Those familiar with Don Browning’s thought will find little that is new in this volume, which is a collection of just under two dozen of the best essays of his previous work, spanning fifteen years (1991-2005). Only chapter twenty is previously unpublished. All the chapters are here reproduced, slightly edited, with one-page introductions by Browning that situate them historically and in the context of his scholarship.
The twenty-one chapters are organized under five areas. In part one, Browning offers a couple forays into the nature of fundamental practical theology, a topic to which he returns in the final section of the book. This is actually Browning’s primary interest, he tells the reader. However, he has worked out a fundamental practical theology through dealing concretely with marriage and family, and discussions of the latter form the bulk of the book. Browning is concerned that practical theology be related to both theological ethics and the public sphere, and he has developed four steps for a sound fundamental practical theology.
Browning attempts in part two to find a middle path through polemics surrounding family issues. Homosexuality and abortion are conspicuously absent from the discussion here and throughout, since Browning thinks that there are more fundamental and often ignored topics which set a more robust and necessary context for delving into the controversies of the day. He mentions the deinstitutionalization of marriage, the subversive effects on the family of the market, individualism and the general absence of fathers and father-figures, among others.
The third part offers a variety of essays loosely grouped under the title “Critical Foundations.” Here Browning provides some historical context; examines the family as the primary seedbed of virtue; discusses the relationship of narrative and biology to ethics and the nature of religious symbolism, especially regarding the question of family equality and husband-headship, a running theme through many of the chapters; and attempts a definition/description of marriage which takes into account its multi-faceted complexity as natural, interpersonal, social, legal, financial, sexual and religious. Here, as elsewhere, Browning develops an overarching principle that should guide family life, which he has called the ethic of equal regard. Simply put, this is mutual, unconditional respect which works for the good of the other.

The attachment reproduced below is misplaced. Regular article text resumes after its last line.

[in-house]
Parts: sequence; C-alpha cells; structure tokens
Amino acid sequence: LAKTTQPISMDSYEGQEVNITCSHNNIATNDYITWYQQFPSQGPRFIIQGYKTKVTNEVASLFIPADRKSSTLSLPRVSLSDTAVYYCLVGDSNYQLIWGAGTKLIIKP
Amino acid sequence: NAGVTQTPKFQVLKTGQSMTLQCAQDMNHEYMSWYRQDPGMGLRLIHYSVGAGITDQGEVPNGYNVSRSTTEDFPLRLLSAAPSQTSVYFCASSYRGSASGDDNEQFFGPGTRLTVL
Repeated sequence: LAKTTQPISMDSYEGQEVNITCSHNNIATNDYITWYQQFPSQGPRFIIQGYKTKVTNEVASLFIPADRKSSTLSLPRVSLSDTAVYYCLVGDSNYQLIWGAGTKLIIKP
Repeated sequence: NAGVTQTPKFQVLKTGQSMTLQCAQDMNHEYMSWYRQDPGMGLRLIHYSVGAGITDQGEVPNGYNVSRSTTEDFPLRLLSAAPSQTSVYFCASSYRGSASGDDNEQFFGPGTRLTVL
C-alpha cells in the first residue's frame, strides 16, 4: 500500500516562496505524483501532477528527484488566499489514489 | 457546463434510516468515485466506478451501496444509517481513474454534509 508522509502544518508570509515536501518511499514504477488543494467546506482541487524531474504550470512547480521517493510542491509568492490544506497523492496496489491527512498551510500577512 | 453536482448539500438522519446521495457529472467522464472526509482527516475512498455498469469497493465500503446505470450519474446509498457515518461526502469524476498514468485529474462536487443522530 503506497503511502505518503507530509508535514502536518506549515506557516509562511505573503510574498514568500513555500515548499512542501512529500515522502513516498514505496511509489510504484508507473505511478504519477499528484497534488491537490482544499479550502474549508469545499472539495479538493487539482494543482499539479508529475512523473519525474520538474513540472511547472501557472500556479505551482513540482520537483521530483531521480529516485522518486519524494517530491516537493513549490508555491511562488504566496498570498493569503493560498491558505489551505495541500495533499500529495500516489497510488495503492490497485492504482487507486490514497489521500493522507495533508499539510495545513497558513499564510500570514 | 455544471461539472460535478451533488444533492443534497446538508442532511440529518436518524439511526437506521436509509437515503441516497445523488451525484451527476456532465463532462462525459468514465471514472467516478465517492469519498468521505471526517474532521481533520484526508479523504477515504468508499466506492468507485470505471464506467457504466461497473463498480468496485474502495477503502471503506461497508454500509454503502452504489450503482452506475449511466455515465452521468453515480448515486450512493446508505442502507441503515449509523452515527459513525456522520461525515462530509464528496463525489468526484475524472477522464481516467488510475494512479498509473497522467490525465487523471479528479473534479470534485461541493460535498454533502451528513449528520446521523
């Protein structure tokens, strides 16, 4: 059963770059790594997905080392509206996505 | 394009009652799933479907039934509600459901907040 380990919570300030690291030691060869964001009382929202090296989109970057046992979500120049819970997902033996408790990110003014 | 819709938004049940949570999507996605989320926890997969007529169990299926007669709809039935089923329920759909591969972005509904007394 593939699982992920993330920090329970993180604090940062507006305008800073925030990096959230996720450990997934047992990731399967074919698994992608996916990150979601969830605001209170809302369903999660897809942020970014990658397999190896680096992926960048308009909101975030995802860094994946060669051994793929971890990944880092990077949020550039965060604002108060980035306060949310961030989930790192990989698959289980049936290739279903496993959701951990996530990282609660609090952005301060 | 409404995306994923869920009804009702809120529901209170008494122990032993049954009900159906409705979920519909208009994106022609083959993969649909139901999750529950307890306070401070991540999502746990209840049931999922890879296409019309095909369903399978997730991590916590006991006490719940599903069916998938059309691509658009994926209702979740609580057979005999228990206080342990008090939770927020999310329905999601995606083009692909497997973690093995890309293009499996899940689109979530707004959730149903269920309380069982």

The fourth section is dedicated to more practical matters and its chapters focus more than previous ones on ways forward through the current family crisis. A major concern of many of the essays, the role of religious institutions in helping families, is developed at greater length in this section. Browning advocates for a “critical familism,” which recovers the Christian tradition concerning the family, but not without improvement and adaptation to current situations. The complexities of critical familism are worked out in the concrete issues which he tackles.
Browning focuses on the need to develop a strong family culture within churches, among churches and within the wider society, which can only happen through greater cooperation among the various religious and civil communities. Churches need to develop stronger support systems for families as well as for less-than-ideal family situations (single parents, divorced couples, families parented by homosexual partners), especially focusing on the divorce problem and the absence of fathers. Browning also discusses the need for public policy changes in order to encourage healthy families, such as tax incentives, development of family-friendly workplaces, state-sponsored marriage and family education programs, required counseling before divorce, and thoughtful critique of many mass media family images.
While few readers will be interested in or agree with everything included in Equality and the Family, so wide-ranging is it, the book offers the best writings and ideas of an important marriage and family theologian. There are lucid descriptions of key issues, balanced perspectives on controversial topics, and a plethora of insights which will be useful for social scientists, policy makers, ethicists, spouses, parents, and theologians alike.